In August, not many people had Arkansas vs. Texas A&M at AT&T Stadium penciled in as one of the top matchups of Week 5. After Texas A&M stomped South Carolina on opening night and Arkansas rushed to a 3-1 record with a win at Texas Tech, though, the former Southwest Conference rivalry takes on a whole new meaning.
Is Texas A&M for real?
After that South Carolina win, the Aggies have sort of flown under the radar, beating up on cupcakes Rice, Lamar and SMU over the last three weeks.
What can Arkansas do this weekend in Jerry World to derail Texas A&M's dream season?
Come Right at Them
While the world gushes over new Texas A&M quarterback Kenny Hill, the real reason Texas A&M has become more of a contender than imagined over the first month of the season is a defense that, suddenly, looks fundamentally sound for the first time in head coach Kevin Sumlin's career in College Station.
Is it real, though?
The defense held Mike Davis and the vaunted South Carolina rushing attack to just 67 yards on the ground, but Davis was out, in and back out of the lineup that night in Columbia, South Carolina.
Arkansas can do what South Carolina planned to do, and do it better.
The Hogs' three-headed rushing attack featuring Alex Collins, Jonathan Williams and Korliss Marshall is punishing, deep and diverse. Collins' 490 rushing yards leads the SEC, Williams' seven rushing touchdowns leads the SEC and Marshall is a threat to take it to the house from just about anywhere on the field.
"They’re awfully good," defensive coordinator Mark Snyder said in quotes released by Texas A&M. "[Head coach] Bret [Bielema] knows what he’s doing. I spent 10 years in the Big Ten going against [former Wisconsin] coach [Barry] Alvarez, that’s where he got it from. We’ve got to build a wall and stop them."
A big reason Arkansas' offense has been so successful has been an offensive line that rivals most NFL teams in terms of size. The Hogs average 328.4 pounds in the trenches, which will present a big-time challenge to the Aggies' front seven.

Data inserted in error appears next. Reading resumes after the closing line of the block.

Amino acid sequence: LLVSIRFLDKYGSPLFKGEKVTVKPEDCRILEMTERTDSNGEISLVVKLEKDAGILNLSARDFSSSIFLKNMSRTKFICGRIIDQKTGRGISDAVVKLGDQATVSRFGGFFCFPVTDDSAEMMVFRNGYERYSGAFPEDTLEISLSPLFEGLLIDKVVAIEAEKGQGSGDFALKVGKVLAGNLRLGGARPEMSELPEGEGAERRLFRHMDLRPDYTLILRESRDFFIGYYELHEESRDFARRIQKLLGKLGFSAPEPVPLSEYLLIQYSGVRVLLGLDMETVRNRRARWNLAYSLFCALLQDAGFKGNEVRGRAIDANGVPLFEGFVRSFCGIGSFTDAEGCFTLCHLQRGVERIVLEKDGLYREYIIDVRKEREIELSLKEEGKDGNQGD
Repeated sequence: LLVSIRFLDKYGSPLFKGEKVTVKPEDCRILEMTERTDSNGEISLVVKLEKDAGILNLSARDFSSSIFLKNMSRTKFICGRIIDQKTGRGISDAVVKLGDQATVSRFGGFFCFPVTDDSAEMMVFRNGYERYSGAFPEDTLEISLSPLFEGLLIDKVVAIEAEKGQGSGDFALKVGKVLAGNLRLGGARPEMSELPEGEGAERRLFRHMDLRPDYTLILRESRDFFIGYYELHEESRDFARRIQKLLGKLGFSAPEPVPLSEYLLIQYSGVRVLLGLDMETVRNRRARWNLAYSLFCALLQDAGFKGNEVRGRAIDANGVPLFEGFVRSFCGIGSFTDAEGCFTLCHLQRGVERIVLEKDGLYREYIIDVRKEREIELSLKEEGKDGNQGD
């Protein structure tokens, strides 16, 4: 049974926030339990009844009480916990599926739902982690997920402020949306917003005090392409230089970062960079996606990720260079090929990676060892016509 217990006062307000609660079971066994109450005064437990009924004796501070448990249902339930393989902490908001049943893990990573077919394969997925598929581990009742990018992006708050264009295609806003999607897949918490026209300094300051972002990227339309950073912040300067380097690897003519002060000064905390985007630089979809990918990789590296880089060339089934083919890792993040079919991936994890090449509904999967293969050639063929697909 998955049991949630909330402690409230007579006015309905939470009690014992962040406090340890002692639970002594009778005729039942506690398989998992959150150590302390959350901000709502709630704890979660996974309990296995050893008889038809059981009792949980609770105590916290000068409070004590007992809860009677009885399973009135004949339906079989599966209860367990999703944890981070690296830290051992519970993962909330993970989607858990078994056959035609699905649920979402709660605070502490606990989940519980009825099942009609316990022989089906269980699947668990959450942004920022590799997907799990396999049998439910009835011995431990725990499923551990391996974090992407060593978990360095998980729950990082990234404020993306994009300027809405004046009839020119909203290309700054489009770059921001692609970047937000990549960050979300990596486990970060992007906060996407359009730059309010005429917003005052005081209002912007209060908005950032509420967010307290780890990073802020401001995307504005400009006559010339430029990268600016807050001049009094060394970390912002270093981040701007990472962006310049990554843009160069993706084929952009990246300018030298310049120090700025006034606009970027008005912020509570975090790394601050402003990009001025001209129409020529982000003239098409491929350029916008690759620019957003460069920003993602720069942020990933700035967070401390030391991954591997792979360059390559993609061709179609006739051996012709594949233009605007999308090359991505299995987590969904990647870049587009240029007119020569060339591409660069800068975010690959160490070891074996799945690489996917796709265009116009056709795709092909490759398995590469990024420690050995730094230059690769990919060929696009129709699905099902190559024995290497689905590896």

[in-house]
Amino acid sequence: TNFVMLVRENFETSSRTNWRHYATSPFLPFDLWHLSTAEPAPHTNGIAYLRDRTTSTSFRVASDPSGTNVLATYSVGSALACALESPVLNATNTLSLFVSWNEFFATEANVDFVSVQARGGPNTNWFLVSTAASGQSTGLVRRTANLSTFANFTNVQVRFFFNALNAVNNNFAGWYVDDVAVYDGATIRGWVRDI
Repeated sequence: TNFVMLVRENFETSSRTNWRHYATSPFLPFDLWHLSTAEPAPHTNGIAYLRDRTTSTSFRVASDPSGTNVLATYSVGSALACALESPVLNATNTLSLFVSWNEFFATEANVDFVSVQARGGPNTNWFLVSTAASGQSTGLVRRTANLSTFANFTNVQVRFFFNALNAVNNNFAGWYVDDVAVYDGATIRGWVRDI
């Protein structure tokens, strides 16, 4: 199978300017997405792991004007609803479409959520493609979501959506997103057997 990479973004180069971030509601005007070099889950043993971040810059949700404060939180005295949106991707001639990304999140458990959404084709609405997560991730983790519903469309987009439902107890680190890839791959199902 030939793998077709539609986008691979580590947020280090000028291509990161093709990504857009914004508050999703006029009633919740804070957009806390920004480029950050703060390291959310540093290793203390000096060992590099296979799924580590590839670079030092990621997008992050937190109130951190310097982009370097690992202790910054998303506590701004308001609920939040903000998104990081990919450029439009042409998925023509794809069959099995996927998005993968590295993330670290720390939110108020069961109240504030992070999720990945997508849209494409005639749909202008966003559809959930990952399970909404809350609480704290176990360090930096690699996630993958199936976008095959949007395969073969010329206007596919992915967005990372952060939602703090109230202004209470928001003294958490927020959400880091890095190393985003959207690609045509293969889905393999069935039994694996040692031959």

"I saw a stat the other day in their press release where if their offensive line was in the NFL they’d be biggest in the league," head coach Kevin Sumlin said in quotes released by Texas A&M. "They are big guys. They run behind them and they create a lot of problems for you from a passing standpoint."
Arkansas' line is fundamentally sound, and its running backs are very patient and quick when the holes come open. That's going to put a ton of pressure on Texas A&M's linebackers Donnie Baggs, Jordan Mastrogiovanni and Justin Bass to fit in the right gaps, get off blocks and prevent those running backs from breaking big plays.
The Hogs lead the SEC in rushing plays of 20 or more yards (five). If Arkansas can force those fundamentals to go out the window, it will go a long way toward Bielema's crew springing the upset.
Get to Kenny Hill
Texas A&M's offensive line is no joke, but Arkansas can get after the quarterback itself.
The Hogs have eight sacks on the season and notched 26 tackles for loss. Hill—a true sophomore from Southlake, Texas in the Dallas suburbs—has looked incredibly polished through four games.
What if he gets pressure in his face, though?
After all, he's still a relatively inexperienced quarterback in a big environment near his hometown, and Arkansas' front four—led by reigning SEC defensive lineman of the week Trey Flowers—is no slouch.
South Carolina's pass rush is more myth than reality these days—as its head coach Steve Spurrier so eloquently noted when asked about his team.
Lamar, Rice and SMU don't do a whole lot to instill fear in a quarterback, either.
This is the toughest challenge of Hill's career as the starting quarterback, and if Arkansas can force Hill into a mistake or two, it will help turn this into more of an "Arkansas-style" game and keep the ball out of Hill's hands.
"Time of possession, as long as you score, is a big factor," said running backs coach Joel Thomas in quotes emailed by Arkansas. "We have to make sure we make the most out of the time that we do have."
More time for Arkansas means Hill and the rest of that talented Aggies offense will spend more time on the bench, which is right where Bielema wants them.
Protect Brandon Allen
While Arkansas' three-headed rushing attack has dominated headlines, all quarterback Brandon Allen has done is quietly go about his business and do exactly what any quarterback for Bielema is asked to do.
"We talk about their running backs, who are tremendous players, but I think Brandon Allen has really improved as a passer," Sumlin said in quotes released by Texas A&M. "You can’t score that many points running the ball all the time."
Allen has tossed eight touchdowns and only one pick through four games, and he has only been sacked once. Something's gotta give, because Texas A&M leads the SEC with 16 sacks.